Migration of packaging inks into foods has again become an issue of major concern in Europe, with the prospect that it could lead to a proliferation of national regulations which will seriously fragment the region’s packaging market.
Contamination of foods by inks is back in the limelight because of new worries about migration of mineral oils from packaging into food, and to a lesser extent, about the movement of nanomaterials into food from packaging.
The issue of migration received a lot of media attention around six years ago when the discovery in Italy of traces of a UV initiator – 2-isopropyl thioxanthone (ITX) – in two milk brands of Nestle, the Swiss-based multinational food conglomerate, triggered a health scare.
The printing inks sector in Europe has taken a number of voluntary initiatives over the last few years to prevent the occurrence of ink migration in food packaging.
After the IPX incident, there were calls for the European Union to draw up legislation aimed specifically at controlling inks in food packaging.
Eventually, the only legislation to be introduced was by the government of Switzerland, which is not an EU member. Dubbed the Swiss Ordinance, its regulation has since become a European standard with which packaging companies and food brand owners demand certificates of compliance from their suppliers.
However, in the midst of doubts about the effectiveness of the Swiss regulation and about the reliability of voluntary measures by industry, there are calls for legislation on ink migration preferably at the EU level, if not by national governments.
“Packaging safety remains a top priority for legislators, authorities, the packaging chain and the retail market,” Joerg-Peter Langhammer, vice president for global health, safety and the environment (HSE) at Siegwerk, told a recent conference on food contact materials in Frankfurt.
“The scenario, however, has changed,” he continued. “Voluntary commitments have lost their importance and are going to be replaced by specific packaging ink legislation based on positive list principles.
“(There is a) threat of more national regulations to come,” he added. “Packaging ink regulations would become a national rather than a European issue.”
The European Commission, the EU’s Brussels-based executive, which draws up legislation to be approved for implementation by the European Parliament and the Council of Ministers, representing EU member states, has appeared to have ruled out an EU law on food packaging inks.
“The Commission has continuously made it clear (that they do not have) the capacity for the time being to deal with a packaging ink directive nor do they consider it to be a high priority issue,” says Mr. Langhammer, who is also chairman of the technical committee on food packaging inks at the European Printing Inks Association (EuPIA).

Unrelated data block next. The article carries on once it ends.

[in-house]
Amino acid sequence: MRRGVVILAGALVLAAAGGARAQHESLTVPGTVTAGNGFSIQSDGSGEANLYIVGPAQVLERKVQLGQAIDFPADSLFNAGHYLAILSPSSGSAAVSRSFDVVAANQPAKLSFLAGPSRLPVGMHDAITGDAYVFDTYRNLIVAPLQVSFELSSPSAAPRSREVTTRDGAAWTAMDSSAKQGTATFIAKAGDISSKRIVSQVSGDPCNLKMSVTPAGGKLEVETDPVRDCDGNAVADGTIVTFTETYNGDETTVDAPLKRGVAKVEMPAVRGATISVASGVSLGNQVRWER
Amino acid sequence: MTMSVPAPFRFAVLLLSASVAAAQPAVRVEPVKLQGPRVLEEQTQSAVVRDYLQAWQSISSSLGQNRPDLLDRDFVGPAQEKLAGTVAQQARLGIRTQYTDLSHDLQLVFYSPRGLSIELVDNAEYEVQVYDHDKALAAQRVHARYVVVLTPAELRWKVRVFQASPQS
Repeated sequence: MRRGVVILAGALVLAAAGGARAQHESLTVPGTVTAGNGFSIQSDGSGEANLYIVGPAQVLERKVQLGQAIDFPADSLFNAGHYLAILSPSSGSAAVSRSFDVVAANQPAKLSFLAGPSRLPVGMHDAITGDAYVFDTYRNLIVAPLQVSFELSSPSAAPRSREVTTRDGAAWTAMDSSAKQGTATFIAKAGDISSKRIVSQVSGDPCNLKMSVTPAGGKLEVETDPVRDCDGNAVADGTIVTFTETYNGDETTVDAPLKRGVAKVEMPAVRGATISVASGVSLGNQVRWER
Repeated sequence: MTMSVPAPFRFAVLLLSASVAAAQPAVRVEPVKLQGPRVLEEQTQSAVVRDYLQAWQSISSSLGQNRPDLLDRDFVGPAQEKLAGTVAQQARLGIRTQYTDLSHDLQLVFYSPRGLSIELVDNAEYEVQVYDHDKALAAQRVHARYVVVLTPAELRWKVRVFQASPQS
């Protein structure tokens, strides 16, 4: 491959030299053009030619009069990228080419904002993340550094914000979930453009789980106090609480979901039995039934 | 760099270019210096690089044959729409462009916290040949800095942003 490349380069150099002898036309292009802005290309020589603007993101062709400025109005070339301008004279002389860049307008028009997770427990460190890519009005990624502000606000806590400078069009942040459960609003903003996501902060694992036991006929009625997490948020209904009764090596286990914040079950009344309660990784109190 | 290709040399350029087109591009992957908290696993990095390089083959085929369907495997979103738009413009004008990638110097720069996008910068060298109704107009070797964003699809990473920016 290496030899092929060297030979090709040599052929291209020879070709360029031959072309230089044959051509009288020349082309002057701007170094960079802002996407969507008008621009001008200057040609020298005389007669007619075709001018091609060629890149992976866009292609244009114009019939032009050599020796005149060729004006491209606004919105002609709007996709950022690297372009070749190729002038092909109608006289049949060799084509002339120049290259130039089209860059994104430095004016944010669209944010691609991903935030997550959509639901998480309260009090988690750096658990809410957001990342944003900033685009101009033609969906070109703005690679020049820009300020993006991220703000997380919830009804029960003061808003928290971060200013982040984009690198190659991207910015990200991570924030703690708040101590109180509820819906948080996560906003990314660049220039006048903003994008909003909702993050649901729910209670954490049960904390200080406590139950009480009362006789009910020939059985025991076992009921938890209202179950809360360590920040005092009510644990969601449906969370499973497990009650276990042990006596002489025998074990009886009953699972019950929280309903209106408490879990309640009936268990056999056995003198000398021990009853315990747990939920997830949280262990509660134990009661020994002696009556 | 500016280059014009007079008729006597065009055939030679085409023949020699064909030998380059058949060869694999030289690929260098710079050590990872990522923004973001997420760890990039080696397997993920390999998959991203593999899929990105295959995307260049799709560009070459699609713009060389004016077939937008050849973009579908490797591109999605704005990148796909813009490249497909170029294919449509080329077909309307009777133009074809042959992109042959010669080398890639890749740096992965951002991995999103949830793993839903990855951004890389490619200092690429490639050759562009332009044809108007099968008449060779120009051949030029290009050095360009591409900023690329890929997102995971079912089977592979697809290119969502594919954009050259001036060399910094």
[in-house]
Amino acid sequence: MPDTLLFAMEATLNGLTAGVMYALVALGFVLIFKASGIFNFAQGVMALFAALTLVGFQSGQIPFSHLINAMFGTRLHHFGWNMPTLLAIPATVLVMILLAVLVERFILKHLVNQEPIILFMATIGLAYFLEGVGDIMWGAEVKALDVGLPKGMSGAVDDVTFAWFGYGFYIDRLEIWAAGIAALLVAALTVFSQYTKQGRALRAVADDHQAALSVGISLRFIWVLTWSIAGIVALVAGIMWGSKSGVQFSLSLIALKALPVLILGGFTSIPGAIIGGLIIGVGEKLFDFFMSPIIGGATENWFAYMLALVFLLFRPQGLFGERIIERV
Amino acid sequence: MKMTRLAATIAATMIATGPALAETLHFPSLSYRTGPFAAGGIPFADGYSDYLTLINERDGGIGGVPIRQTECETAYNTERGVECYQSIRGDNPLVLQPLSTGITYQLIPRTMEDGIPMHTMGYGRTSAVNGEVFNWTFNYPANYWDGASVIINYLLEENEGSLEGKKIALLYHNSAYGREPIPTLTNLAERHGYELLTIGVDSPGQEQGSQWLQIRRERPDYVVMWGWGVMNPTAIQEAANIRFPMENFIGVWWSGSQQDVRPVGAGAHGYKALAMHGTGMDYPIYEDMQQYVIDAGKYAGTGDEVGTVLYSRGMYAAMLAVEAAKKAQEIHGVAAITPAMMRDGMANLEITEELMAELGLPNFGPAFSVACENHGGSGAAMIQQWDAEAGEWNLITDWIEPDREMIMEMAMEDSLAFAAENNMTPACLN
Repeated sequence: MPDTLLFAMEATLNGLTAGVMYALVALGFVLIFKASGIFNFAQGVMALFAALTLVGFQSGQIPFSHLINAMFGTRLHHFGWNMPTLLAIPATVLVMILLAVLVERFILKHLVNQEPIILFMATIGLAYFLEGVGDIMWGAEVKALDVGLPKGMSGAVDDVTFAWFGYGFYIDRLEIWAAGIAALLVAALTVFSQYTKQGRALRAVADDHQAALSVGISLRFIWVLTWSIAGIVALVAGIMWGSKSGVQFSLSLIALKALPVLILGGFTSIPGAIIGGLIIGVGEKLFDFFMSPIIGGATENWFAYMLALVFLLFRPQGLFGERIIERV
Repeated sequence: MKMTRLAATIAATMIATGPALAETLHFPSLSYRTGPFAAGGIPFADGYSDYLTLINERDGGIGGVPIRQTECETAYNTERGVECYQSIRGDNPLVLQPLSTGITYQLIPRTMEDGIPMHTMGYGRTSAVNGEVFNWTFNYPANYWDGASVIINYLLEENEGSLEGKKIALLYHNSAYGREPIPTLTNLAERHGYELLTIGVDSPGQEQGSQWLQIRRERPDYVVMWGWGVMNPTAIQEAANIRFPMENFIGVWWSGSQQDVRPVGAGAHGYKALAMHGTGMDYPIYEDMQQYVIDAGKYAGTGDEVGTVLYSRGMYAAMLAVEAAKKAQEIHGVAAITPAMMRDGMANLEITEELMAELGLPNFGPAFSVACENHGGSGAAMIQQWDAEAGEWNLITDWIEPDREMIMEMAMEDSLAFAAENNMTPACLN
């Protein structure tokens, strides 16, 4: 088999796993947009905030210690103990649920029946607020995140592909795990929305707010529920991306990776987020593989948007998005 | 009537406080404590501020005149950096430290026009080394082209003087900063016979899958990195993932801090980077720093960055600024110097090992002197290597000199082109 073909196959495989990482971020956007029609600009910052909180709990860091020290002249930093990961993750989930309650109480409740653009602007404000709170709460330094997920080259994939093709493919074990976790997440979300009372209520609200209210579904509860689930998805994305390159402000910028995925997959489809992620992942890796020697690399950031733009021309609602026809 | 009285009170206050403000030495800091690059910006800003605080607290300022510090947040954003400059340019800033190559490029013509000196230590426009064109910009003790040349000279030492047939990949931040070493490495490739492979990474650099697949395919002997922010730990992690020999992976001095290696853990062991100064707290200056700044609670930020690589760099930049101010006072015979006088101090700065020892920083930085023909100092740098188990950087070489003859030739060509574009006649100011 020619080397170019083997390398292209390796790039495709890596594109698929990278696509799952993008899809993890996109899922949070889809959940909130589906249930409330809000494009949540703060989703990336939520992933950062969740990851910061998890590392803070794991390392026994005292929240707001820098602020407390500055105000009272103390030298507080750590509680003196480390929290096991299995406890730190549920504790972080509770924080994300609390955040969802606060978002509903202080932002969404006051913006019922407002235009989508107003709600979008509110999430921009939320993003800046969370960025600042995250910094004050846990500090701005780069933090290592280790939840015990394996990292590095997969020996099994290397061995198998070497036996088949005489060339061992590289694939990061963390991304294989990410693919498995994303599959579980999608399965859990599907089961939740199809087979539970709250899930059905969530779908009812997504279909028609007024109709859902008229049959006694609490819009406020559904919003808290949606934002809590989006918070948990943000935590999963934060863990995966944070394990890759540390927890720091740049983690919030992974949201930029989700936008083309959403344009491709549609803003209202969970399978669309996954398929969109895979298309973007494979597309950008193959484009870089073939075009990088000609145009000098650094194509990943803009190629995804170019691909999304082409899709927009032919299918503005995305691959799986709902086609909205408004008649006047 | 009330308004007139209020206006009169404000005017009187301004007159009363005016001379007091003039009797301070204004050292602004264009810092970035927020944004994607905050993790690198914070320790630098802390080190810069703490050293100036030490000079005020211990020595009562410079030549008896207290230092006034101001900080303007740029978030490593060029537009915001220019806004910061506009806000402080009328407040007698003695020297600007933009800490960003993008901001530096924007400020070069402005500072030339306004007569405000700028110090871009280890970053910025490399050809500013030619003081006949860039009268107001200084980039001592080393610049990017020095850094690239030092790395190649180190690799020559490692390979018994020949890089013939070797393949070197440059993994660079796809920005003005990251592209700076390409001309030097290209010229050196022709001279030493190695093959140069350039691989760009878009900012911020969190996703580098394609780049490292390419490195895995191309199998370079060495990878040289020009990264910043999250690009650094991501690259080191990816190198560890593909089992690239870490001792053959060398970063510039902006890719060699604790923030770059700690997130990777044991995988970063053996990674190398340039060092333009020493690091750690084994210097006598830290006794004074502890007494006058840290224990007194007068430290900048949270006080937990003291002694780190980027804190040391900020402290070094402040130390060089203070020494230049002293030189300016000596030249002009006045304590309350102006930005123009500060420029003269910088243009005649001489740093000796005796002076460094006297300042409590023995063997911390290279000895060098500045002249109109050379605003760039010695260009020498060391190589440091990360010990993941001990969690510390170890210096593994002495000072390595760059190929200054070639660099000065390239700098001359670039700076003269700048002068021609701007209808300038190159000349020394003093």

Now individual member states are taking their own initiatives. Germany has been due this summer to issue a second draft of an ordinance on food packaging inks, modeled on the Swiss Ordinance but with much tighter restrictions. Some Scandinavian countries and Belgium are reported to be considering preparing similar legislation.
“A proliferation of different national standards would create difficulties for multinational printers and their customers,” said Felipe Mellado, Sun Chemical’s chief marketing officer. “Sun Chemical, together with other ink manufacturers and member state national authorities, supports the development of a single harmonized European regulation for food packaging inks.”
The German ministry of nutrition, agriculture and consumer safety (BMELV), which has drawn up the printing inks ordinance, claims national legislation is necessary because of the lack of regulatory action by the European Commission. It also points to evidence from German studies of unacceptable levels of migrated substances in packaged food in the country.
The ministry also argues that the Swiss Ordinance has acted as a pilot piece of legislation which provides a basis for improvements.
The draft German regulation is in fact similar to the Swiss Ordinance, with a positive list of substances which have been evaluated for their safety and non-evaluated ones which will have a content limit of 0.01 milligrams per kilo or 10 parts per billion. Toxic chemicals such as those which are carcinogenic, mutagenic or reprotoxic (CMR) will not be permitted.
The numbers of evaluated chemicals – round 900 – on the positive list will be less than those in the same category in the Swiss Ordinance. In the German regulation, they will have to meet strict criteria laid down by the EU’s European Food Safety Authority (EFSA).
A major difference with the Swiss Ordinance is a proposal that nanomaterials, even those in pigments, should be banned in food packaging inks because of the danger that they will migrate into food. “Technically manufactured nanomaterials are excluded (from the positive list) because their impact on human health are still completely unknown,” said a BMELV official.